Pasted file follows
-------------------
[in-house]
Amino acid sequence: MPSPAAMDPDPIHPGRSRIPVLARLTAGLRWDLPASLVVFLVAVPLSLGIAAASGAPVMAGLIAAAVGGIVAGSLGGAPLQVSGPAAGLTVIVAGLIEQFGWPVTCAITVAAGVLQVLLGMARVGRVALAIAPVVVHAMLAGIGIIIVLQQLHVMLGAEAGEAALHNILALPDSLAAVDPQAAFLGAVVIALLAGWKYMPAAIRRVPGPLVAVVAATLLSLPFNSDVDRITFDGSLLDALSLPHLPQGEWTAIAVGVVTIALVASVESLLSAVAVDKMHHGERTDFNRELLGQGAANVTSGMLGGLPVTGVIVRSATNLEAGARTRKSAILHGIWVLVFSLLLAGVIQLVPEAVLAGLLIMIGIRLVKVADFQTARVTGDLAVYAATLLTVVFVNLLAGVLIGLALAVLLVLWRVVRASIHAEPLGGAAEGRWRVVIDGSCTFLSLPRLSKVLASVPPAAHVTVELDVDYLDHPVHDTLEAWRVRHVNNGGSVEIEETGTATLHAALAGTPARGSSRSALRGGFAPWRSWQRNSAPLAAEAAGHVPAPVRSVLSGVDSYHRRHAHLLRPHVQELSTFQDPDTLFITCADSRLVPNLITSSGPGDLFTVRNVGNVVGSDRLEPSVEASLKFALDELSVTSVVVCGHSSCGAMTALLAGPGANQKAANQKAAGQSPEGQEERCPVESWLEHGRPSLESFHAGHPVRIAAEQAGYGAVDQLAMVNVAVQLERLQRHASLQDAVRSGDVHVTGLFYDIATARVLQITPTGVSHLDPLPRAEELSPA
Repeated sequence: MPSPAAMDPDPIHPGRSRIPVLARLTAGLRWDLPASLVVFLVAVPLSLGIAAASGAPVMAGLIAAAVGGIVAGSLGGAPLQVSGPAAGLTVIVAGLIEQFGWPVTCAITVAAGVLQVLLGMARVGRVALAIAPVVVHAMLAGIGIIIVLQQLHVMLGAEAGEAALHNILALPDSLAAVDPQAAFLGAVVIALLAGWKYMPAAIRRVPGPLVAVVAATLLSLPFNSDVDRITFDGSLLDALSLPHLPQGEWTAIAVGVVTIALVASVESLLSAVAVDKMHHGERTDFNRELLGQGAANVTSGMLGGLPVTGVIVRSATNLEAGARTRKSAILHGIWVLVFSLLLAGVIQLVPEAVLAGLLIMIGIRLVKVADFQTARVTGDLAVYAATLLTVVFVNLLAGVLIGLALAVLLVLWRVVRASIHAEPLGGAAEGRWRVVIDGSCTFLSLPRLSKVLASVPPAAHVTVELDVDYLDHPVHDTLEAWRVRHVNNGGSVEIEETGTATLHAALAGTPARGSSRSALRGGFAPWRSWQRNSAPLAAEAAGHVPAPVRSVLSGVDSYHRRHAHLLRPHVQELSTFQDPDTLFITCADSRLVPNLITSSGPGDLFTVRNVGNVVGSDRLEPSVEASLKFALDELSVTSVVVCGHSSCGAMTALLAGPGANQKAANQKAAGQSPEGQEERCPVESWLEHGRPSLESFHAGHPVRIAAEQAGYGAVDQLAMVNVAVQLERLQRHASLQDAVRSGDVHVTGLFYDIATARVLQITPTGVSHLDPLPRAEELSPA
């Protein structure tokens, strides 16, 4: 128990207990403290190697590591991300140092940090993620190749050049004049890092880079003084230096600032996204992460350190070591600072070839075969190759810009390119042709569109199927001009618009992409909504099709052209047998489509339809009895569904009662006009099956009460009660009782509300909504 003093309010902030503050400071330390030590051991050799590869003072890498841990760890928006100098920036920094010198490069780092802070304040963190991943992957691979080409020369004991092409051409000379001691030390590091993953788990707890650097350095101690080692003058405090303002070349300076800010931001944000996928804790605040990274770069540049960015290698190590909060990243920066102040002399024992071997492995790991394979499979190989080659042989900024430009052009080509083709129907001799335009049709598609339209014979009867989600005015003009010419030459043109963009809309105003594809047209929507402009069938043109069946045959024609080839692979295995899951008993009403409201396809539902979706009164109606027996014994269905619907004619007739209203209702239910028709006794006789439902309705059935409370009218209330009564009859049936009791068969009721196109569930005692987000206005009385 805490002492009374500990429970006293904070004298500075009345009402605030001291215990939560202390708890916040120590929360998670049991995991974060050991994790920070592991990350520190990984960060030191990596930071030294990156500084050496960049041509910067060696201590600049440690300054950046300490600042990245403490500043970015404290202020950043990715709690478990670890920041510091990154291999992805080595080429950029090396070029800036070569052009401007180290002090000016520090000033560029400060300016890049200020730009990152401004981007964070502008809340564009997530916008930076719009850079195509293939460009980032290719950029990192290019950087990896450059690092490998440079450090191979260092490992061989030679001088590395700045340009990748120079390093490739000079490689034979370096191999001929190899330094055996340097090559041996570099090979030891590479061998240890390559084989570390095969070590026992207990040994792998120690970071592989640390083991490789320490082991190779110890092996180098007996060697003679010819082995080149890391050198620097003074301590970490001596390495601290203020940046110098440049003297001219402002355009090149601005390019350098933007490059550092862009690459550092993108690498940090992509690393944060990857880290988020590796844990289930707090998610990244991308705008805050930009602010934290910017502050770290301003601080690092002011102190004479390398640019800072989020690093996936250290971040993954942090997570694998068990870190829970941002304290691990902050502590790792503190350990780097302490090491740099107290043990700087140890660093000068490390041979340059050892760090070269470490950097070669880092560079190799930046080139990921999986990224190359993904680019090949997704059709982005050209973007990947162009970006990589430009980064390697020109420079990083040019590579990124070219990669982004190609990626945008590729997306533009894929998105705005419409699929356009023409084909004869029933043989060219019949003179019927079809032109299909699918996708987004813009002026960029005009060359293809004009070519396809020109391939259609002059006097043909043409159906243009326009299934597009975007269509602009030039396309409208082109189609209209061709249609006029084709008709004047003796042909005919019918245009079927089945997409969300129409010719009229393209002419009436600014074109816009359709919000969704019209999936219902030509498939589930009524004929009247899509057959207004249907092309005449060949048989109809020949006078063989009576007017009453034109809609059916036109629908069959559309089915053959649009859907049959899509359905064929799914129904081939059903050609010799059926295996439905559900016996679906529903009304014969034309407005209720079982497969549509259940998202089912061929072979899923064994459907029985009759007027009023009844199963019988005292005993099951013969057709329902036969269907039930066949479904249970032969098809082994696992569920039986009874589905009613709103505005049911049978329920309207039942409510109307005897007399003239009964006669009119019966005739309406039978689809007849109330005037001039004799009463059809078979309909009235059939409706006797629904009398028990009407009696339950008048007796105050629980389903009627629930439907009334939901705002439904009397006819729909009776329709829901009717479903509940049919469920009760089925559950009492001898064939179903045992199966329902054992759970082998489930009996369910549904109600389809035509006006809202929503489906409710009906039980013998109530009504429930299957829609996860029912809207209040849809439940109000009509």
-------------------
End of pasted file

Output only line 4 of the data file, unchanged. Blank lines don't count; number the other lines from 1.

């Protein structure tokens, strides 16, 4: 128990207990403290190697590591991300140092940090993620190749050049004049890092880079003084230096600032996204992460350190070591600072070839075969190759810009390119042709569109199927001009618009992409909504099709052209047998489509339809009895569904009662006009099956009460009660009782509300909504 003093309010902030503050400071330390030590051991050799590869003072890498841990760890928006100098920036920094010198490069780092802070304040963190991943992957691979080409020369004991092409051409000379001691030390590091993953788990707890650097350095101690080692003058405090303002070349300076800010931001944000996928804790605040990274770069540049960015290698190590909060990243920066102040002399024992071997492995790991394979499979190989080659042989900024430009052009080509083709129907001799335009049709598609339209014979009867989600005015003009010419030459043109963009809309105003594809047209929507402009069938043109069946045959024609080839692979295995899951008993009403409201396809539902979706009164109606027996014994269905619907004619007739209203209702239910028709006794006789439902309705059935409370009218209330009564009859049936009791068969009721196109569930005692987000206005009385 805490002492009374500990429970006293904070004298500075009345009402605030001291215990939560202390708890916040120590929360998670049991995991974060050991994790920070592991990350520190990984960060030191990596930071030294990156500084050496960049041509910067060696201590600049440690300054950046300490600042990245403490500043970015404290202020950043990715709690478990670890920041510091990154291999992805080595080429950029090396070029800036070569052009401007180290002090000016520090000033560029400060300016890049200020730009990152401004981007964070502008809340564009997530916008930076719009850079195509293939460009980032290719950029990192290019950087990896450059690092490998440079450090191979260092490992061989030679001088590395700045340009990748120079390093490739000079490689034979370096191999001929190899330094055996340097090559041996570099090979030891590479061998240890390559084989570390095969070590026992207990040994792998120690970071592989640390083991490789320490082991190779110890092996180098007996060697003679010819082995080149890391050198620097003074301590970490001596390495601290203020940046110098440049003297001219402002355009090149601005390019350098933007490059550092862009690459550092993108690498940090992509690393944060990857880290988020590796844990289930707090998610990244991308705008805050930009602010934290910017502050770290301003601080690092002011102190004479390398640019800072989020690093996936250290971040993954942090997570694998068990870190829970941002304290691990902050502590790792503190350990780097302490090491740099107290043990700087140890660093000068490390041979340059050892760090070269470490950097070669880092560079190799930046080139990921999986990224190359993904680019090949997704059709982005050209973007990947162009970006990589430009980064390697020109420079990083040019590579990124070219990669982004190609990626945008590729997306533009894929998105705005419409699929356009023409084909004869029933043989060219019949003179019927079809032109299909699918996708987004813009002026960029005009060359293809004009070519396809020109391939259609002059006097043909043409159906243009326009299934597009975007269509602009030039396309409208082109189609209209061709249609006029084709008709004047003796042909005919019918245009079927089945997409969300129409010719009229393209002419009436600014074109816009359709919000969704019209999936219902030509498939589930009524004929009247899509057959207004249907092309005449060949048989109809020949006078063989009576007017009453034109809609059916036109629908069959559309089915053959649009859907049959899509359905064929799914129904081939059903050609010799059926295996439905559900016996679906529903009304014969034309407005209720079982497969549509259940998202089912061929072979899923064994459907029985009759007027009023009844199963019988005292005993099951013969057709329902036969269907039930066949479904249970032969098809082994696992569920039986009874589905009613709103505005049911049978329920309207039942409510109307005897007399003239009964006669009119019966005739309406039978689809007849109330005037001039004799009463059809078979309909009235059939409706006797629904009398028990009407009696339950008048007796105050629980389903009627629930439907009334939901705002439904009397006819729909009776329709829901009717479903509940049919469920009760089925559950009492001898064939179903045992199966329902054992759970082998489930009996369910549904109600389809035509006006809202929503489906409710009906039980013998109530009504429930299957829609996860029912809207209040849809439940109000009509």